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The Works of the Rev. Jonathan Swift/Volume 17/Thoughts on Various Subjects

< The Works of the Rev. Jonathan Swift‎ | Volume 17

THOUGHTS

ON

VARIOUS SUBJECTS.


I.

PARTY is the madness of many, for the gain of a few.

II.

There never was any party, faction, sect, or cabal whatsoever, in which the most ignorant were not the most violent; for a bee is not a busier animal than a blockhead. However, such instruments are necessary to politicians; and perhaps it may be with states as with clocks, which must have some dead weight hanging at them to help and regulate the motion of the finer and more useful parts.

III.

To endeavour to work upon the vulgar with fine sense, is like attempting to hew blocks with a razor.

IV.

Fine sense and exalted sense are not half so useful as common sense: there are forty men of wit to one man of sense; and he that will carry nothing about him but gold, will be every day at a loss for want of readier change.

V.

Learning is like mercury, one of the most powerful and excellent things in the world in skilful hands: in unskilful, the most mischievous.

VI.

The nicest constitutions of government are often like the finest pieces of clockwork; which depending on so many motions, are therefore more subject to be out of order.

VII.

Every man has just as much vanity as he wants understanding.

VIII.

Modesty, if it were to be recommended for nothing else, this were enough, that the pretending to little, leaves a man at ease; whereas boasting requires a perpetual labour to appear what he is not. If we have sense, modesty best proves it to others; if we have none, it best hides our want of it. For, as blushing will sometimes make a whore pass for a virtuous woman, so modesty may make a fool seem a man of sense.

IX.

It is not so much the being exempt from faults, as the having overcome them, that is an advantage to us: it being with the follies of the mind, as with the weeds of a field, which, if destroyed and consumed upon the place of their birth, enrich and improve it more, than if none had ever sprung there.

X.

To pardon those absurdites in ourselves, which we cannot suffer in others, is neither better nor worse than to be more willing to be fools ourselves, than to have others so.

XI.

A man should never be ashamed to own he has been in the wrong, which is but saying, in other words, that he is wiser to day than he was yesterday.

XII.

Our passions are like convulsion fits, which, though they make us stronger for the time, leave us weaker ever after.

XIII.

To be angry, is to revenge the fault of others upon ourselves.

XIV.

A brave man thinks no one his superiour, who does him an injury; for he has it then in his power to make himself superiour to the other, by forgiving it.

XV.

To relieve the oppressed, is the most glorious act a man is capable of; it is in some measure doing the business of God and Providence.

XVI.

Superstition is the spleen of the soul.

XVII.

Atheists put on a false courage and alacrity in the midst of their darkness and apprehensions: like children, who, when they go in the dark, will sing for fear.

XVIII.

An atheist is but a mad, ridiculous derider of piety: but a hypocrite makes a sober jest of God and religion. He finds it easier to be upon his knees, than to rise to do a good action; like an impudent debtor, who goes every day and talks familiarly to his creditor, without ever paying what he owes.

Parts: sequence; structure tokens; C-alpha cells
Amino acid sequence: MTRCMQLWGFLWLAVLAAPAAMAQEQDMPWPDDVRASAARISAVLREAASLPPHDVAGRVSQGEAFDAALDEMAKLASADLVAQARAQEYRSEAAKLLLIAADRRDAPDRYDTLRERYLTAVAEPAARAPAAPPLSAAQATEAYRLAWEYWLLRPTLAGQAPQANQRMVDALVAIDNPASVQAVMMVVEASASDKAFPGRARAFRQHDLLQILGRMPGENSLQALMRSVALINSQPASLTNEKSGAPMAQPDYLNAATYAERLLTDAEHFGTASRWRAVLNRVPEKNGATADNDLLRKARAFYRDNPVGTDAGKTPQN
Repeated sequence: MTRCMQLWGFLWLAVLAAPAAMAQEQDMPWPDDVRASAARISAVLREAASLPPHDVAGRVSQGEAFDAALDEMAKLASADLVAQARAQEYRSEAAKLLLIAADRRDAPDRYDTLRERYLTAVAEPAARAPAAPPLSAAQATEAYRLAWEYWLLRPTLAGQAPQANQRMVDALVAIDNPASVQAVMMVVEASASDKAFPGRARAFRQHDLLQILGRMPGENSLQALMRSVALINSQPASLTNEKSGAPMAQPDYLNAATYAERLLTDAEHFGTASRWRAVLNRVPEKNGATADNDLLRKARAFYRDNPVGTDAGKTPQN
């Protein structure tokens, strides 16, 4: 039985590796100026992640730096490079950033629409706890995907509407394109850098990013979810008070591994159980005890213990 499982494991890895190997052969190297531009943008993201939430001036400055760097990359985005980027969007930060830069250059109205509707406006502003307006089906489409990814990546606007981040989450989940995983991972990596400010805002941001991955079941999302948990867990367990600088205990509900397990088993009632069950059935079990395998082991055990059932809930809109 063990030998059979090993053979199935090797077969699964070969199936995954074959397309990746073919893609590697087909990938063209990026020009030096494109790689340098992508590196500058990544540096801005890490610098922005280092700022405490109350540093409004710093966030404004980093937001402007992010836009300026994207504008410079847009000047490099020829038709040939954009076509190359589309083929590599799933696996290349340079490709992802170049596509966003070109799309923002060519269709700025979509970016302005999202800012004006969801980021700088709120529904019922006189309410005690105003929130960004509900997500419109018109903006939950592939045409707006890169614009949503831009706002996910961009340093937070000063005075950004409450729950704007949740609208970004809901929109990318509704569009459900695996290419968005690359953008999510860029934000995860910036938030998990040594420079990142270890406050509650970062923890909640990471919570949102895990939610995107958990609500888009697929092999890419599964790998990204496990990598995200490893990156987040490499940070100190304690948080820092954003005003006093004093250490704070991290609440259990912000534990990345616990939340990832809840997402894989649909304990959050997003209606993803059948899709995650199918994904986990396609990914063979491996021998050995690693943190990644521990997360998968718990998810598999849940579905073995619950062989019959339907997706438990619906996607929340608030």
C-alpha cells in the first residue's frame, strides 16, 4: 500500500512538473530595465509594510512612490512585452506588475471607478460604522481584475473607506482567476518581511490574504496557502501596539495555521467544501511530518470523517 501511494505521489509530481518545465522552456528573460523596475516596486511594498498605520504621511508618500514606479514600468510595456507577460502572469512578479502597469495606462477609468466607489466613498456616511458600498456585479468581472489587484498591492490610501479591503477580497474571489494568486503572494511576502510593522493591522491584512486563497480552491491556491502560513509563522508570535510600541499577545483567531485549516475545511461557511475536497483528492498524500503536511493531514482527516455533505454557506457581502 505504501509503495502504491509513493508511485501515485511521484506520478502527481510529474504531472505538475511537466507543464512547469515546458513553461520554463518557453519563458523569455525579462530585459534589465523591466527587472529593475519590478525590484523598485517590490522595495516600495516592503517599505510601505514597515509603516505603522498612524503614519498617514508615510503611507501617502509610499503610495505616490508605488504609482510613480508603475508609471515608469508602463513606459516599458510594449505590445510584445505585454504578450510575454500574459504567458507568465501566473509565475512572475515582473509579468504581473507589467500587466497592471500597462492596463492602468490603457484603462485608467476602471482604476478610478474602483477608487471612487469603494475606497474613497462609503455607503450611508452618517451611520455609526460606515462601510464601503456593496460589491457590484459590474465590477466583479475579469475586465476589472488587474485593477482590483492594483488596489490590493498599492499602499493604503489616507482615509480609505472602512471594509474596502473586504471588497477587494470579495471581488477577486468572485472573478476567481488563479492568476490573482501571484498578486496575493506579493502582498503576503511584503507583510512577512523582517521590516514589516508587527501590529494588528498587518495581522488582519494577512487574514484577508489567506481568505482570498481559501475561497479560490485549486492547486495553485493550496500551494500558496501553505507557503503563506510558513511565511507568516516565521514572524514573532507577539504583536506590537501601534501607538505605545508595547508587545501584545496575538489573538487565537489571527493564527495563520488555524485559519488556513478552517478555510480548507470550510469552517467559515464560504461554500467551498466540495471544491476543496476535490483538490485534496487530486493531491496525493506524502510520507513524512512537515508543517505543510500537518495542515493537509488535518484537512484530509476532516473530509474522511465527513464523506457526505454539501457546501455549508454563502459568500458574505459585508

XIX.

What Tully says of war, may be applied to disputing; it should be always so managed as to remember, that the only end of it is peace: but generally true disputants are like true sportsmen, their whole delight is in the pursuit: and a disputant no more cares for the truths, than the sportsman for the hare.

XX.

The Scripture, in time of disputes, is like an open town in time of war, which serves indifferently the occasions of both parties: each makes use of it for the present turn, and then resigns it to the next comer to do the same.

XXI.

Such as are still observing upon others, are like those who are always abroad at other men's houses, reforming every thing there, while their own run to ruin.

XXII.

When men grow virtuous in their old age, they only make a sacrifice to God of the devil's leavings.

XXIII.

When we are young, we are slavishly employed in procuring something whereby we may live comfortably when we grow old; and when we are old, we perceive it is too late to live as we proposed.

XXIV.

People are scandalized, if one laughs at what they call a serious thing. Suppose I were to have my head cut off to morrow, and all the world were talking of it to day, yet why might not I laugh to think, what a bustle is here about my head?

XXV.

The greatest advantage I know of being thought a wit by the world, is, that it gives one the greater freedom of playing the fool.

XXVI.

We ought in humanity, no more to despise a man for the misfortunes of the mind, than for those of the body, when they are such as he cannot help. Were this thoroughly considered, we should no more laugh at one for having his brains cracked, than for having his head broke.

XXVII.

A man of wit is not incapable of business, but above it. A sprightly generous horse is able to carry a packsaddle as well as an ass, but he is too good to be put to the drudgery.

XXVIII.

Wherever I find a great deal of gratitude in a poor man, I take it for granted, there would be as much generosity if he were a rich man.

XXIX.

Flowers of rhetorick, in sermons and serious discourses, are like the blue and red flowers in corn, pleasing to them who come only for amusement, but prejudicial to him who would reap the profit.

XXX.

When two people compliment each other with the choice of any thing, each of them generally gets that which he likes least.

XXXI.

He who tells a lie, is not sensible how great a task he undertakes; for he must be forced to invent twenty more to maintain that one.

XXXII.